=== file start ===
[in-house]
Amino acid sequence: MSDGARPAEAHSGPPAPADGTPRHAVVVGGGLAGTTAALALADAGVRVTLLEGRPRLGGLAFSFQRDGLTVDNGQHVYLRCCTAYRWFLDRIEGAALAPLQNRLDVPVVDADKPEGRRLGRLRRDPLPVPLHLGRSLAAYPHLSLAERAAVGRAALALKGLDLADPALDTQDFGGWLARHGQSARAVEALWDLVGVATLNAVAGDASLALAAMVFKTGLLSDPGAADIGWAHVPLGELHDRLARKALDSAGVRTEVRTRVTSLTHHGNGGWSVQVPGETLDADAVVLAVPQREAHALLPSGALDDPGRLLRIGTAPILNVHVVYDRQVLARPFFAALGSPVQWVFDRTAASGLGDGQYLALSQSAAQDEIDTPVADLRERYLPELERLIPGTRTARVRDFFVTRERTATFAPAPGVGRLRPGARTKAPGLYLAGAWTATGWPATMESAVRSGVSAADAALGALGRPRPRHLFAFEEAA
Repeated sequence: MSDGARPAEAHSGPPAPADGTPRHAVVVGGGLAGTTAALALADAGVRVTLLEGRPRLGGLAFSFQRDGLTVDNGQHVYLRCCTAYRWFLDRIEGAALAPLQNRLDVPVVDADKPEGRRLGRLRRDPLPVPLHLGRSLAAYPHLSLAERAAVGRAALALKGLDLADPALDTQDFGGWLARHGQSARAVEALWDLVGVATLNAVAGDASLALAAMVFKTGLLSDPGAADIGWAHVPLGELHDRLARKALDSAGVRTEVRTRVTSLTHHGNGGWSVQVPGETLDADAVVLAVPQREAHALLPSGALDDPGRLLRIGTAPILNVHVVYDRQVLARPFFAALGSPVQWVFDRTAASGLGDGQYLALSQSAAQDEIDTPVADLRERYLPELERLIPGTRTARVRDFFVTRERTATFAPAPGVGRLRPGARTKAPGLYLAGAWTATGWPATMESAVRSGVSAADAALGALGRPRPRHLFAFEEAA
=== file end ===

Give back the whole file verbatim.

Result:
[in-house]
Amino acid sequence: MSDGARPAEAHSGPPAPADGTPRHAVVVGGGLAGTTAALALADAGVRVTLLEGRPRLGGLAFSFQRDGLTVDNGQHVYLRCCTAYRWFLDRIEGAALAPLQNRLDVPVVDADKPEGRRLGRLRRDPLPVPLHLGRSLAAYPHLSLAERAAVGRAALALKGLDLADPALDTQDFGGWLARHGQSARAVEALWDLVGVATLNAVAGDASLALAAMVFKTGLLSDPGAADIGWAHVPLGELHDRLARKALDSAGVRTEVRTRVTSLTHHGNGGWSVQVPGETLDADAVVLAVPQREAHALLPSGALDDPGRLLRIGTAPILNVHVVYDRQVLARPFFAALGSPVQWVFDRTAASGLGDGQYLALSQSAAQDEIDTPVADLRERYLPELERLIPGTRTARVRDFFVTRERTATFAPAPGVGRLRPGARTKAPGLYLAGAWTATGWPATMESAVRSGVSAADAALGALGRPRPRHLFAFEEAA
Repeated sequence: MSDGARPAEAHSGPPAPADGTPRHAVVVGGGLAGTTAALALADAGVRVTLLEGRPRLGGLAFSFQRDGLTVDNGQHVYLRCCTAYRWFLDRIEGAALAPLQNRLDVPVVDADKPEGRRLGRLRRDPLPVPLHLGRSLAAYPHLSLAERAAVGRAALALKGLDLADPALDTQDFGGWLARHGQSARAVEALWDLVGVATLNAVAGDASLALAAMVFKTGLLSDPGAADIGWAHVPLGELHDRLARKALDSAGVRTEVRTRVTSLTHHGNGGWSVQVPGETLDADAVVLAVPQREAHALLPSGALDDPGRLLRIGTAPILNVHVVYDRQVLARPFFAALGSPVQWVFDRTAASGLGDGQYLALSQSAAQDEIDTPVADLRERYLPELERLIPGTRTARVRDFFVTRERTATFAPAPGVGRLRPGARTKAPGLYLAGAWTATGWPATMESAVRSGVSAADAALGALGRPRPRHLFAFEEAA